With the biggest names in the automobile business racing to the finish line, self-driving cars are just over the horizon.
Sci-fi movie-caliber technology is just out of reach, and no one is more excited than the trucking industry. Automated trucks have the potential to save trucking companies billions of dollars, and some projections put these trucks on the road as soon as 2022.
In fact, the first test run was completed in October 2016 – carrying 2,000 cases of Budweiser down 120 miles of Colorado highway.
Cool … what’s it to me?
This technology is developing quickly. People are excited.
In order to keep those people safe, legislation around self-driving vehicles needs to be developed just as quickly, but also with great care. Let’s look at some numbers:
Trucks account for only 5.6 percent of vehicle miles traveled in the U.S., but a whopping 9.5 percent of driving fatalities (according to Otto, leading autonomous vehicle company).
Roughly 90 percent of road deaths are attributed to human error (University of South Carolina).
These numbers would indicate that self-driving trucks would make the roads safer, but we can’t ignore that we’re entering uncharted territory here. The number of safety threats this technology poses is unknown.
Who makes the rules?
Legislation for autonomous vehicles is currently being developed at the state level. States that are home to experimental markets such as California and Nevada are already creating regulations. Other states like Texas and Michigan will need regulation in the very near future.
However, as this technology becomes more universal the federal government will step in and provide guidelines for state legislation and for internal regulation among automotive companies.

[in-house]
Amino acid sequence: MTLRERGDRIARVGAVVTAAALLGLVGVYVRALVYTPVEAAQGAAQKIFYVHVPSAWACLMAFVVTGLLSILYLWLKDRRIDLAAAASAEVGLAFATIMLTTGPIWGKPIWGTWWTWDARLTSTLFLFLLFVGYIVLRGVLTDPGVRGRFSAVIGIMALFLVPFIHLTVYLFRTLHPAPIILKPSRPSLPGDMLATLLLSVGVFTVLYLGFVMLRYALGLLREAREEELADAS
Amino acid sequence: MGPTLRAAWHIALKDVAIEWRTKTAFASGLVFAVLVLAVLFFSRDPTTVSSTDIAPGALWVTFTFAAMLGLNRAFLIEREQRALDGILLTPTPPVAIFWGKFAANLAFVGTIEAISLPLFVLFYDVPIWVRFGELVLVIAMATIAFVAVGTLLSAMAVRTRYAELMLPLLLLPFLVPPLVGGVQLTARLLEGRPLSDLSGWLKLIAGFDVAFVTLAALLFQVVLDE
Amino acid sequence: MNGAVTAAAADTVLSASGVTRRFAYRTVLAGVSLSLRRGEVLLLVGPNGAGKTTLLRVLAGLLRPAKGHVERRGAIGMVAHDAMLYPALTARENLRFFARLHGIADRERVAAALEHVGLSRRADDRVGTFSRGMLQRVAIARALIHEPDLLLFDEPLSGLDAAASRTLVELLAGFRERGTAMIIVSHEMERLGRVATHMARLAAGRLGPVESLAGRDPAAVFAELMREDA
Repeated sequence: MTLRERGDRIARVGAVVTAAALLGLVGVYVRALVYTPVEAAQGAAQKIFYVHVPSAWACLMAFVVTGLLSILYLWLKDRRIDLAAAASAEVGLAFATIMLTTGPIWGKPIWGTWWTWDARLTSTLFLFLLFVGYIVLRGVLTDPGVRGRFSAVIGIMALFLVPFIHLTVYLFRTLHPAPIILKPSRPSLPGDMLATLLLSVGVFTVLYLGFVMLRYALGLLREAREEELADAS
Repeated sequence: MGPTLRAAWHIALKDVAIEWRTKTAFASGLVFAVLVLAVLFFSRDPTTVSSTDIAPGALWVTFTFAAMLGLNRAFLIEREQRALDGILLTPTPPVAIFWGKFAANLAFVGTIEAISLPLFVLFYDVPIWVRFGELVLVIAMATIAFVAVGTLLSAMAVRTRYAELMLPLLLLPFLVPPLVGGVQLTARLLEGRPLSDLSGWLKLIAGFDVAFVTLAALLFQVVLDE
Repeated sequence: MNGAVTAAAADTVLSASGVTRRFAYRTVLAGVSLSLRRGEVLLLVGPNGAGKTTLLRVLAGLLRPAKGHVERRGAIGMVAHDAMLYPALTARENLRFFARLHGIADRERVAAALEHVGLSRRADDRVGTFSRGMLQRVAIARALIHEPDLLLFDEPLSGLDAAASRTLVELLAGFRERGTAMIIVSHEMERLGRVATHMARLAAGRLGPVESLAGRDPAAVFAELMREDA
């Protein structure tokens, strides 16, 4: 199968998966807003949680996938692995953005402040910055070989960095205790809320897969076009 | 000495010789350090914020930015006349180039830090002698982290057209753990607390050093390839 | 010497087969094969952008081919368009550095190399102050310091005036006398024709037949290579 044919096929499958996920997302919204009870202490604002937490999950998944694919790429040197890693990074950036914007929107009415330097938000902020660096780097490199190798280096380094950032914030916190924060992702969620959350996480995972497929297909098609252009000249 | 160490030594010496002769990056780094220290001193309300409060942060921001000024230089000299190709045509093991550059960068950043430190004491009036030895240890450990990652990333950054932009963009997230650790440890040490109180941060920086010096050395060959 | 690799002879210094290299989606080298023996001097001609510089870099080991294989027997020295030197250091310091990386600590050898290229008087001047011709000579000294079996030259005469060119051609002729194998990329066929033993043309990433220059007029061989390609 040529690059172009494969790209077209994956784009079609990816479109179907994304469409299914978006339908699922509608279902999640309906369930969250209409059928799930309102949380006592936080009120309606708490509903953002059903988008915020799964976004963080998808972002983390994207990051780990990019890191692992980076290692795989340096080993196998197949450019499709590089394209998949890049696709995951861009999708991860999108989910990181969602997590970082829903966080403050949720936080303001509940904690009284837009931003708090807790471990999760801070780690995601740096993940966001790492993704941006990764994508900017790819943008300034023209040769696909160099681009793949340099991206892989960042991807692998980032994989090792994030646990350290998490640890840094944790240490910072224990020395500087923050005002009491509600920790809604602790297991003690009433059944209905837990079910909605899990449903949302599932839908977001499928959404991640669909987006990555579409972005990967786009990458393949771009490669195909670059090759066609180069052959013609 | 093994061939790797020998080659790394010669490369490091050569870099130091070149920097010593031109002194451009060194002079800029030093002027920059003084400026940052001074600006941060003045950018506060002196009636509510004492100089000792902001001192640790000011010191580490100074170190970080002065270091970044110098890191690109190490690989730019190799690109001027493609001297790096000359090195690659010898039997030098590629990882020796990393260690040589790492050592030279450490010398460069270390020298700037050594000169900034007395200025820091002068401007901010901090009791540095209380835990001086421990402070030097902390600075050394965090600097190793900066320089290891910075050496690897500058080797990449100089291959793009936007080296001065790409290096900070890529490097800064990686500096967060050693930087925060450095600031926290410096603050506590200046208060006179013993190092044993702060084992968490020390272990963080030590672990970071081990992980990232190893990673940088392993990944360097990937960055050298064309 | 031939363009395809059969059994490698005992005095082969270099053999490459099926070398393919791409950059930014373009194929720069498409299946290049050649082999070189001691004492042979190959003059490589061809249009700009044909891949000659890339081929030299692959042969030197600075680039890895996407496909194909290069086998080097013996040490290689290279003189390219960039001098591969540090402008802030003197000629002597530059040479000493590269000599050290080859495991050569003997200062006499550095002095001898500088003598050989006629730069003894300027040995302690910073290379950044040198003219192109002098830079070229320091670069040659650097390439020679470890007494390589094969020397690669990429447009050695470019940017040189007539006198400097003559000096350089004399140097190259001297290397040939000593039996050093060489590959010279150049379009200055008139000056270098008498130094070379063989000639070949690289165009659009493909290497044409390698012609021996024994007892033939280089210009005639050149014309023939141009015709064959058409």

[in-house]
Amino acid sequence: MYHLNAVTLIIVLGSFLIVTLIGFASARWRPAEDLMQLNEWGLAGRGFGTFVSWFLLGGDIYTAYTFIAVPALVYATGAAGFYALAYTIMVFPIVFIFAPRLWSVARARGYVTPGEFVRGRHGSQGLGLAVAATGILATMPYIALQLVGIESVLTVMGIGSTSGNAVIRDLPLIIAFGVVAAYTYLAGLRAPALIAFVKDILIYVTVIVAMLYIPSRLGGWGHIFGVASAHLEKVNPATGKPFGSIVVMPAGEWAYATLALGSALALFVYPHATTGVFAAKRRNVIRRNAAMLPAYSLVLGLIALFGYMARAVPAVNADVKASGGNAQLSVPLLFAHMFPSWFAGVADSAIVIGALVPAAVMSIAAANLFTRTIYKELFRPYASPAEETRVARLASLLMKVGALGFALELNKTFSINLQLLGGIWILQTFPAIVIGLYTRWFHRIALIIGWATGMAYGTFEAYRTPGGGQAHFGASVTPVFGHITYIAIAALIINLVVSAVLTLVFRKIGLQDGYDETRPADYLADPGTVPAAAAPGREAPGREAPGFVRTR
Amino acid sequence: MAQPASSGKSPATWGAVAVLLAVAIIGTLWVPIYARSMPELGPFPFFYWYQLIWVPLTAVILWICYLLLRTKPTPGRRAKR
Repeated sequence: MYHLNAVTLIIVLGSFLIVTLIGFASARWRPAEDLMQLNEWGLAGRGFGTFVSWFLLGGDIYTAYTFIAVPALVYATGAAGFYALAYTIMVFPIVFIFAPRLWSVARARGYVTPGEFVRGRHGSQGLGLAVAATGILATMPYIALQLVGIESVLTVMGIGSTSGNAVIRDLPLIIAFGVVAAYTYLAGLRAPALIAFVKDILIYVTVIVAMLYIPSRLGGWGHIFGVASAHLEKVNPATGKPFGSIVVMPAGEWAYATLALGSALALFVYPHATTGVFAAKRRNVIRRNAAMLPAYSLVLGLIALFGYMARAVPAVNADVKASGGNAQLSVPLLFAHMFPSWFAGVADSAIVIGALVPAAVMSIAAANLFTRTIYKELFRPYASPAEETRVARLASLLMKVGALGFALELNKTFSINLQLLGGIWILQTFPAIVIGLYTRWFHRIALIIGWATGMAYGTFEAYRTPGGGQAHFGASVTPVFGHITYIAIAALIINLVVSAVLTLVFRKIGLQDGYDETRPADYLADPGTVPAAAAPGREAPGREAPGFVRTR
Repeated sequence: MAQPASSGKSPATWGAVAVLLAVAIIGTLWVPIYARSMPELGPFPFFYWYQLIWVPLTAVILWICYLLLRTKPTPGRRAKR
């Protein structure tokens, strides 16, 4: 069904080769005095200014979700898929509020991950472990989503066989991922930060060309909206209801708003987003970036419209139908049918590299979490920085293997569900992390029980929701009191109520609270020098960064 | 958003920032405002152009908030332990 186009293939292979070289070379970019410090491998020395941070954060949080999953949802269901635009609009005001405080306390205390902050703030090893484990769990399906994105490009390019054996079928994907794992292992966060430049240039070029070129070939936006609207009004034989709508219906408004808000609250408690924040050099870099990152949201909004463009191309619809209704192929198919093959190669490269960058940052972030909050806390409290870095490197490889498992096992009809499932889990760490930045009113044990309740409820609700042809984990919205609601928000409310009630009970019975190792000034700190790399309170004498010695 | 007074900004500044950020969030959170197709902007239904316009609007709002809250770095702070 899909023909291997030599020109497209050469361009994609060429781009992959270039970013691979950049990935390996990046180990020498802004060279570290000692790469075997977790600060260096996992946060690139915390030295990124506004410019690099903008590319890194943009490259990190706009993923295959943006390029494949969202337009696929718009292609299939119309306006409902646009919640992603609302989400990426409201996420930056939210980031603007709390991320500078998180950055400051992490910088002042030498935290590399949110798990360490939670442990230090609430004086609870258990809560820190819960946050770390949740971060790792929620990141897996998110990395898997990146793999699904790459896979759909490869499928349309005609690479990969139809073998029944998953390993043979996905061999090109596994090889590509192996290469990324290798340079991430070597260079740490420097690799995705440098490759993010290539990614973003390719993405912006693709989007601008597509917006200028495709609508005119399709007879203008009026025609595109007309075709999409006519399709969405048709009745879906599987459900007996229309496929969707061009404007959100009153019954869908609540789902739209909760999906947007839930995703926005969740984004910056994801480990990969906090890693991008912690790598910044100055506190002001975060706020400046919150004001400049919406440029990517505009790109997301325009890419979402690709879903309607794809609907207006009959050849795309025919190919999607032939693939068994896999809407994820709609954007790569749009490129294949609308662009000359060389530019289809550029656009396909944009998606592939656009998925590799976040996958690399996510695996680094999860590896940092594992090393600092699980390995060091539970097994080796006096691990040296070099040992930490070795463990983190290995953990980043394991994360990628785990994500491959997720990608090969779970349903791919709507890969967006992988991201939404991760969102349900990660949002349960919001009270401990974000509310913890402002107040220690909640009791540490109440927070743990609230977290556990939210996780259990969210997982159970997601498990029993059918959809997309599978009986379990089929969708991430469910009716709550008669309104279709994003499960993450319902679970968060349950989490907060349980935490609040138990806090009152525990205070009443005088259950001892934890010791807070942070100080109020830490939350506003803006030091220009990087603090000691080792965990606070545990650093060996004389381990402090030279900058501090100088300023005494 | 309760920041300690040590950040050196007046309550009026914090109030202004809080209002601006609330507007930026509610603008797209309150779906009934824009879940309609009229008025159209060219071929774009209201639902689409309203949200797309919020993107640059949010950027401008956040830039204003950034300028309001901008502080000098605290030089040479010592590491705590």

When will this stuff actually affect me?
While we won’t see driverless trucks on the road for at least a few years, some technology advancements are here right now. For example, automatic emergency braking (AEB) is available in cars and trucks already. Many trucking companies are taking advantage of this amazing safety measure by strictly buying new trucks that have AEB. Others continue to resist the technology just to save a buck.
AEB systems can dramatically reduce the number of injuries and fatalities caused by truck crashes. There is no excuse for a trucking company to buy any new trucks without this technology. Regulations requiring new trucks to be AEB capable would protect all of us on the road, and government agencies responsible for road safety are responsible for putting them in place.
Do I get a say?
As always, we have more influence than we choose to exercise. Researching the subjects that affect your safety is half the battle. Following the news on self-driving vehicles and understanding industry interests is half the battle. Making a phone call or sending an email is the other half.
If you want to shape the future to keep yourself and your loved ones safe on the road, take some time to start reading up. This is a great place to start.